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OVERHEARD

Grounds for Dissent in Coffeeland

November 04, 1998|CHARLES PERRY | TIMES STAFF WRITER

This will go down as the Starbucks decade, when latte stopped being la-di-da and suddenly you could buy Sumatra and French roast at any supermarket. Mr. Coffee, which converted America to filter coffee 25 years ago, has just acknowledged the era by bring out its own line of French plunger pots and burr coffee grinders.

But if you look around at a Starbucks, you'll see more dairy products than coffee being consumed. When the decade opened, coffee people were hoping for the opposite emphasis. Still, the tide may be turning back in coffee's favor, to judge from the fact that two premium-coffee biggies just addressed Los Angeles within two weeks of each other.

Jerry Baldwin went first, at an American Institute of Wine and Food event at Campanile Oct. 18. Baldwin is the guy who founded Starbucks and then sold out three years before it went national (smooth move, Jerry) in order to run Peet's Coffee, a far smaller chain that was confined to the Bay Area until last year.

Baldwin had studied coffee roasting under Albert Peet, and the Starbucks-style dark roast is Peet's. "His roasting process was eccentric," Baldwin said. "It makes a big cup of coffee, but it sacrifices the higher notes. It concentrates the flavor in the cello and bass range and scants the violin notes.

"Ironically, the traditional signature roast in New York was dark, while in California it was light. But in specialty coffee it's come to be the reverse."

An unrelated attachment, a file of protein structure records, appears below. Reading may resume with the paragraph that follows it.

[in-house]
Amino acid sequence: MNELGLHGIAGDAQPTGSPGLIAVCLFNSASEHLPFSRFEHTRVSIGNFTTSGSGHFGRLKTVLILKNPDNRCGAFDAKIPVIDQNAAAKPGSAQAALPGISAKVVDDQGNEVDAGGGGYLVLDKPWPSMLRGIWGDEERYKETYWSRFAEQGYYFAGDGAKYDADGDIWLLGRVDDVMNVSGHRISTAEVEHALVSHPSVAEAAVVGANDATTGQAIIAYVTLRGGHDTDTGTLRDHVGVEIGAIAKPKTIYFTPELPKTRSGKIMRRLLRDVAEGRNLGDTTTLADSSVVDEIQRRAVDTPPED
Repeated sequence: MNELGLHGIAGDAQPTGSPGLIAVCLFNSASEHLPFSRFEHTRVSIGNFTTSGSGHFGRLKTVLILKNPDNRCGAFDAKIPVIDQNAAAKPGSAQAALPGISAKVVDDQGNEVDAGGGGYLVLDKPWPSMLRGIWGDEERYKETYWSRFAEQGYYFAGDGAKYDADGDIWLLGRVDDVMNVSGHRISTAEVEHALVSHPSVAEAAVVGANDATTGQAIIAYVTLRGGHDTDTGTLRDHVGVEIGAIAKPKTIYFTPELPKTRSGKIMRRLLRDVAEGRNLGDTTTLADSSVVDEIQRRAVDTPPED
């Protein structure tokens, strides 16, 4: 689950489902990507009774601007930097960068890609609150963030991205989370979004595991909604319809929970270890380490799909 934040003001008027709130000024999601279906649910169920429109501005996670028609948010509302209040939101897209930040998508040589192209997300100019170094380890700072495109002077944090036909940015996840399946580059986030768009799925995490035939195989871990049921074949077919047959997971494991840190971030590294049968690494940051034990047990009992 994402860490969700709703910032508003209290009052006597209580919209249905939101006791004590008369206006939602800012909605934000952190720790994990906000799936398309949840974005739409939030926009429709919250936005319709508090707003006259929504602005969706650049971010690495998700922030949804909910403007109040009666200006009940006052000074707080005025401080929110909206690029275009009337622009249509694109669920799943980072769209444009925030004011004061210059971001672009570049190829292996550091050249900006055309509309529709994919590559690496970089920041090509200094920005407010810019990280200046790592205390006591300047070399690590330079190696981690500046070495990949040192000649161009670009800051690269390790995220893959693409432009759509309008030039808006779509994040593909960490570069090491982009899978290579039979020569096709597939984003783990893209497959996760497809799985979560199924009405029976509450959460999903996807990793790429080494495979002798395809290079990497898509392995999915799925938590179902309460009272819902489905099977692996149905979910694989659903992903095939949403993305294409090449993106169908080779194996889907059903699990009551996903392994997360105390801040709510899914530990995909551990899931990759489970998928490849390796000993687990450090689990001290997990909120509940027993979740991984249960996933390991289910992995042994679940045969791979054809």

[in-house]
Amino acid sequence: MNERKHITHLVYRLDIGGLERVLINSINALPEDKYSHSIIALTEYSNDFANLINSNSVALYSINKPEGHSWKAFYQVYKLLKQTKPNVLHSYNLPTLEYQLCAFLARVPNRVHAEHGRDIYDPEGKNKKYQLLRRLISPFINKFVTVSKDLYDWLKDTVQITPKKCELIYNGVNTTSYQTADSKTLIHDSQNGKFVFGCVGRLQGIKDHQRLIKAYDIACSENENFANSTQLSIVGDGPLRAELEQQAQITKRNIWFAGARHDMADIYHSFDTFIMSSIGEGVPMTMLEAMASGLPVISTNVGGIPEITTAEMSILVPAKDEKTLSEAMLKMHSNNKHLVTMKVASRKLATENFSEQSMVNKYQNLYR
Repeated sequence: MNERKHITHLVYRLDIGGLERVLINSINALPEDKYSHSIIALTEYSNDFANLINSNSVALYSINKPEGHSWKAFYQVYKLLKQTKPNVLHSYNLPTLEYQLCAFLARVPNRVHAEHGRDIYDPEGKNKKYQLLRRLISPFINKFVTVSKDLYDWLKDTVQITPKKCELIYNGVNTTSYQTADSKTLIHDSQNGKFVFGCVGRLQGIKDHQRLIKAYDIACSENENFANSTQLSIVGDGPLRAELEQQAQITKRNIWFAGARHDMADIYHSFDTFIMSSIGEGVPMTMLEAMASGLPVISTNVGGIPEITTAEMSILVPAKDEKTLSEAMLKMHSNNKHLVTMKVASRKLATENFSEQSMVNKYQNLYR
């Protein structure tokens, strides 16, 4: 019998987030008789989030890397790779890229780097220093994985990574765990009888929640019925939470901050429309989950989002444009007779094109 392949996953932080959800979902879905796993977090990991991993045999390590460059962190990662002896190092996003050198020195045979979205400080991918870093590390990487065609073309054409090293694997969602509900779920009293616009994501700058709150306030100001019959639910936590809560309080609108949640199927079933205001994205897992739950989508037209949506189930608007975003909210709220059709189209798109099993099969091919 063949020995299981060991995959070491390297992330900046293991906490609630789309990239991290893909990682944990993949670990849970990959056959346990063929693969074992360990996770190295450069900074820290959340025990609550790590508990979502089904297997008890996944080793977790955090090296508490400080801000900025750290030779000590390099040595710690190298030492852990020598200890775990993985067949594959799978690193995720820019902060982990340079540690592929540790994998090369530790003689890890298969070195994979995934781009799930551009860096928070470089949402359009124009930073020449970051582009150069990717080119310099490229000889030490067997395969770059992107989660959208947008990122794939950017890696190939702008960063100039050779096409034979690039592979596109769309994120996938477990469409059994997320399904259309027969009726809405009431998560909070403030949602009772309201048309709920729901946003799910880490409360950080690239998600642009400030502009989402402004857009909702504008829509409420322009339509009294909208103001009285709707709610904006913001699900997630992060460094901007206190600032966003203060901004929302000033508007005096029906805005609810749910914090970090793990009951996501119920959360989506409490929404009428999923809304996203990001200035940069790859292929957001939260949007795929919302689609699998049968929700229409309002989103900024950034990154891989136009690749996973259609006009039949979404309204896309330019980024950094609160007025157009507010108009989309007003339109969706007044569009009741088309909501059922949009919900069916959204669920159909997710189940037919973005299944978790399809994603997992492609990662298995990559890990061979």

Baldwin was crusading against paper filters, because they add a paper taste while muting the coffee's own flavor. "Flavor is largely born by lipids," he said, "and the lipid molecules are so large the paper filters them out." If you must make drip coffee, rather than plunger pot or espresso coffee, he recommended the washable gold-plated filters that are sold at specialty coffee shops and upscale kitchenwares stores.

His other crusade was to get people to buy coffee in small quantities for freshness. Freezing only preserves coffee against oxidation, he warned--the coffee will continue to lose flavor the whole time it's in the freezer, just as surely as if it were sitting on your kitchen counter, because gases trapped in the beans are slowly escaping.

"And never take coffee directly from the freezer, or even the refrigerator, and brew it," he said passionately. When the grounds are cold, their flavor won't be fully extracted.

About two weeks later, on Oct. 29, Ernesto Illy of Illycaffe Co. addressed about two dozen restaurateurs and food writers at Vincenti's in Brentwood. His main crusade was to get the people who run the espresso machines in restaurants to do their job properly. "In Italy," he pointed out, "the barista is a star, he gets tips, he has face-to-face contact with his customers, so he makes better coffee."

Dr. Illy was trained as a chemist, and it colors his whole approach to coffee. Here's his take on the practice of putting lemon peel in espresso, which he says is due to the over-roasting of coffee in this country: "Lemon peel is added because it contains chemicals called terpenes, which numb the taste buds. The patrons are defending themselves from excessive bitterness."

Illy explained that the browning of coffee (like the browning of meat or bread crust) is caused by complex chemical processes known as the Maillard reaction. The reason you have to watch your steak or bread (or coffee) closely toward the end of the browning is that the Maillard reaction, once it starts, actually creates heat of is own and speeds up the process.

And the reason distilled water makes worse coffee than tap water (bottled drinking water is best, of course) is that there's no calcium in it. In the presence of calcium, some products of the Maillard reaction turn into surfactants, or wetting agents, which extract more flavor from the coffee and also allow the oily droplets of coffee extract to contact the tongue better.

"This is why Los Angeles coffee has more flavor than New York coffee," he said. "New York water is very soft, practically distilled."

So maybe there is hope for coffee. At least out here.

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